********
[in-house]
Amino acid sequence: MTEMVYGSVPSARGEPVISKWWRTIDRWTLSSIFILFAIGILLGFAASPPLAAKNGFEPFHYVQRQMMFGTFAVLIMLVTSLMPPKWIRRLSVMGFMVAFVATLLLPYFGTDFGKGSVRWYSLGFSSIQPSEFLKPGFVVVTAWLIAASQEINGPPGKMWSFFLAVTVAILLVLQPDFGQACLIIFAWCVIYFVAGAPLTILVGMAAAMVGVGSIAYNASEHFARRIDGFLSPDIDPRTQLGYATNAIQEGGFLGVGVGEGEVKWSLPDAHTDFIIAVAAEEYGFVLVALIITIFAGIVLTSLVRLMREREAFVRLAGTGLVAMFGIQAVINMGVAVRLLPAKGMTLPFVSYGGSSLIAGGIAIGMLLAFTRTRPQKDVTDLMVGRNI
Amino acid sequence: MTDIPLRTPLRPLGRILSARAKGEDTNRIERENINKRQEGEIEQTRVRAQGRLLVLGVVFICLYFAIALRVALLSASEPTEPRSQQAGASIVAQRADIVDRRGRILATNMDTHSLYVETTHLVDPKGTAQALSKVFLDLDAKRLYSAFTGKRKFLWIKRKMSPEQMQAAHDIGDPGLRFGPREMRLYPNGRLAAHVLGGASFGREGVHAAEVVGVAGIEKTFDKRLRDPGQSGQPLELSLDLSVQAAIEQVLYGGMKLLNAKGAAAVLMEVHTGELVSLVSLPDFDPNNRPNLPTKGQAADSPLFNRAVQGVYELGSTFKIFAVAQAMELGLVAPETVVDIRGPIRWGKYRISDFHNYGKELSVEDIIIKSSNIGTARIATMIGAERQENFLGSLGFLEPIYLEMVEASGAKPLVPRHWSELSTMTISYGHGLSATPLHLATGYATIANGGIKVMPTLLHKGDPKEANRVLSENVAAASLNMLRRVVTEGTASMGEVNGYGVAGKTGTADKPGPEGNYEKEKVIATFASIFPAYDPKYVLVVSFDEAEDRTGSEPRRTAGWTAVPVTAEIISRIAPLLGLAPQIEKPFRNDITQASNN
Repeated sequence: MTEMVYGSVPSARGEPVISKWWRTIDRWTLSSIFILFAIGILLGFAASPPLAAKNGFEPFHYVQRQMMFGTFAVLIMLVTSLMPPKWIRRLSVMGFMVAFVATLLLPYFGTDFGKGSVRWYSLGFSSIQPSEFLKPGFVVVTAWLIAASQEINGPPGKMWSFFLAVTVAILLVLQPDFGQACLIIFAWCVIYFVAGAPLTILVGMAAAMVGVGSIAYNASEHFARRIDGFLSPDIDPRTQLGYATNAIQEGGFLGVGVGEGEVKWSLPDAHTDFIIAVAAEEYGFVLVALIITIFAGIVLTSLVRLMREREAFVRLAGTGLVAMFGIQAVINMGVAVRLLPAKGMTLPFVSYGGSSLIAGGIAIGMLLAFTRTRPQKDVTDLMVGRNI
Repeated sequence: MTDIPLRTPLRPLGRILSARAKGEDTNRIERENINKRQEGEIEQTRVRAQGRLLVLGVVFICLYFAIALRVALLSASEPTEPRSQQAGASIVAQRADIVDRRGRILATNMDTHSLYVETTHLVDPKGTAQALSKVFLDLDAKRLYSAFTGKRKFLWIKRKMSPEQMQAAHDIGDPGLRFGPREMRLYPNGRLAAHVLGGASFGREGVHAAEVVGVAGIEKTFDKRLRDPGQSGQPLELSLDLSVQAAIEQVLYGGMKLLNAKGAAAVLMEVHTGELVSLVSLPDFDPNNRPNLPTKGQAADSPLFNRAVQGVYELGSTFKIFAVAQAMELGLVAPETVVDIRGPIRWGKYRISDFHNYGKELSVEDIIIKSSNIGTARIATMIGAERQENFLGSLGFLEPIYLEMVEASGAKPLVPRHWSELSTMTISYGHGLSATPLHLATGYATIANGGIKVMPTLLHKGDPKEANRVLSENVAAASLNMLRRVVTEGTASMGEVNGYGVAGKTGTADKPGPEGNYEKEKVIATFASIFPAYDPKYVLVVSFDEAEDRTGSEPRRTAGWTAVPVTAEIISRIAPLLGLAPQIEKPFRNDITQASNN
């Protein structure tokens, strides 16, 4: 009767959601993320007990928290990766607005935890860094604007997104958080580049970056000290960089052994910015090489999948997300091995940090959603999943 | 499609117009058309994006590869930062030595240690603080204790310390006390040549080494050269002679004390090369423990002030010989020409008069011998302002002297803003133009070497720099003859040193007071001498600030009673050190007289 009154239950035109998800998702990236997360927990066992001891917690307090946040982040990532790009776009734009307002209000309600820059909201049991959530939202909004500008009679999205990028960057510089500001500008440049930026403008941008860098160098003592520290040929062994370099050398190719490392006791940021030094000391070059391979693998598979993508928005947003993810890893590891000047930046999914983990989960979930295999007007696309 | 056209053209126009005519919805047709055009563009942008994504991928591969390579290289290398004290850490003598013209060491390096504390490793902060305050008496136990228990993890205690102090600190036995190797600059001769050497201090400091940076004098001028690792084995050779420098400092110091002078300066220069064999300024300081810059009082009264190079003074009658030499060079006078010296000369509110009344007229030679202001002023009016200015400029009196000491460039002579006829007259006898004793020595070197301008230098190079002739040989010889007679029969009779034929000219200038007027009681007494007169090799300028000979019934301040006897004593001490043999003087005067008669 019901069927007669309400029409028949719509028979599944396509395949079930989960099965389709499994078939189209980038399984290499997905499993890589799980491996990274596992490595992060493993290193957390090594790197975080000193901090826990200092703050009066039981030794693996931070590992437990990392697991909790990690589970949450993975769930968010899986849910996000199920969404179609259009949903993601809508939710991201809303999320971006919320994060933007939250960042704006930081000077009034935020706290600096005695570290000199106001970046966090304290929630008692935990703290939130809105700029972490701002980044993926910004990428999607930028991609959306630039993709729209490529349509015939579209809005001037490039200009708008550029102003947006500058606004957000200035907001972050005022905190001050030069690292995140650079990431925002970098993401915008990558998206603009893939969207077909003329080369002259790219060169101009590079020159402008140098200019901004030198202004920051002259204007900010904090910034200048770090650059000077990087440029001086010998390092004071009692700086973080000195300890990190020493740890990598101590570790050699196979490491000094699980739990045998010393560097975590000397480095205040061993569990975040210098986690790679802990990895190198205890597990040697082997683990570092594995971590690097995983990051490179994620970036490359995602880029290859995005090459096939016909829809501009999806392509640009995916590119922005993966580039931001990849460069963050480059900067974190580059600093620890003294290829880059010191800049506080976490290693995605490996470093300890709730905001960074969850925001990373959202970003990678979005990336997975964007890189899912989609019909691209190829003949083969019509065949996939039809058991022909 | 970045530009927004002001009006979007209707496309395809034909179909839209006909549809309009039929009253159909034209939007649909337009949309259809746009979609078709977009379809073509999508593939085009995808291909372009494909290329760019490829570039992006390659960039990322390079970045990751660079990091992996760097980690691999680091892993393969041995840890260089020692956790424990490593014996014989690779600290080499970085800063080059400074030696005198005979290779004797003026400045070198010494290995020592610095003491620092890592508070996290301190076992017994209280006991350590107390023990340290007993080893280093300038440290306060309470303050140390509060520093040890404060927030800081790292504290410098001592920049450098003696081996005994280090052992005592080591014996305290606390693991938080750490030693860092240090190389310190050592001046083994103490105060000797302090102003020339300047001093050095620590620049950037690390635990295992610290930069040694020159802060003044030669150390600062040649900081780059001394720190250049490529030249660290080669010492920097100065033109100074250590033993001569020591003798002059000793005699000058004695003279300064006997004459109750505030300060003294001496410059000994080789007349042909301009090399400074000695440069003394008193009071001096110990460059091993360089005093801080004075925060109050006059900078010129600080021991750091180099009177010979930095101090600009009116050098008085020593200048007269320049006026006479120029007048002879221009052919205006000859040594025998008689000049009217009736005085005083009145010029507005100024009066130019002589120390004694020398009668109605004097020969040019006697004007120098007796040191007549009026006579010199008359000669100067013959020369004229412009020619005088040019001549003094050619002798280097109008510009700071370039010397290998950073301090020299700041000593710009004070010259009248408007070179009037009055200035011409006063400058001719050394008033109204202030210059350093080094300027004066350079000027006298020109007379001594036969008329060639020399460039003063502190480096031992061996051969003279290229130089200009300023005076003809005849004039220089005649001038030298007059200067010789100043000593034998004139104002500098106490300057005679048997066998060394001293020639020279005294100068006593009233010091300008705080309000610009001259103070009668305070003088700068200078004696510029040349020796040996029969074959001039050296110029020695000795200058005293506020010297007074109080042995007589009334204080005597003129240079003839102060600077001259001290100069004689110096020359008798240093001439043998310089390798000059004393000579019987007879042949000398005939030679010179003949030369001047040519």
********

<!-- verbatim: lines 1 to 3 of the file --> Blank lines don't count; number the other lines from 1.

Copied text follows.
[in-house]
Amino acid sequence: MTEMVYGSVPSARGEPVISKWWRTIDRWTLSSIFILFAIGILLGFAASPPLAAKNGFEPFHYVQRQMMFGTFAVLIMLVTSLMPPKWIRRLSVMGFMVAFVATLLLPYFGTDFGKGSVRWYSLGFSSIQPSEFLKPGFVVVTAWLIAASQEINGPPGKMWSFFLAVTVAILLVLQPDFGQACLIIFAWCVIYFVAGAPLTILVGMAAAMVGVGSIAYNASEHFARRIDGFLSPDIDPRTQLGYATNAIQEGGFLGVGVGEGEVKWSLPDAHTDFIIAVAAEEYGFVLVALIITIFAGIVLTSLVRLMREREAFVRLAGTGLVAMFGIQAVINMGVAVRLLPAKGMTLPFVSYGGSSLIAGGIAIGMLLAFTRTRPQKDVTDLMVGRNI
Amino acid sequence: MTDIPLRTPLRPLGRILSARAKGEDTNRIERENINKRQEGEIEQTRVRAQGRLLVLGVVFICLYFAIALRVALLSASEPTEPRSQQAGASIVAQRADIVDRRGRILATNMDTHSLYVETTHLVDPKGTAQALSKVFLDLDAKRLYSAFTGKRKFLWIKRKMSPEQMQAAHDIGDPGLRFGPREMRLYPNGRLAAHVLGGASFGREGVHAAEVVGVAGIEKTFDKRLRDPGQSGQPLELSLDLSVQAAIEQVLYGGMKLLNAKGAAAVLMEVHTGELVSLVSLPDFDPNNRPNLPTKGQAADSPLFNRAVQGVYELGSTFKIFAVAQAMELGLVAPETVVDIRGPIRWGKYRISDFHNYGKELSVEDIIIKSSNIGTARIATMIGAERQENFLGSLGFLEPIYLEMVEASGAKPLVPRHWSELSTMTISYGHGLSATPLHLATGYATIANGGIKVMPTLLHKGDPKEANRVLSENVAAASLNMLRRVVTEGTASMGEVNGYGVAGKTGTADKPGPEGNYEKEKVIATFASIFPAYDPKYVLVVSFDEAEDRTGSEPRRTAGWTAVPVTAEIISRIAPLLGLAPQIEKPFRNDITQASNN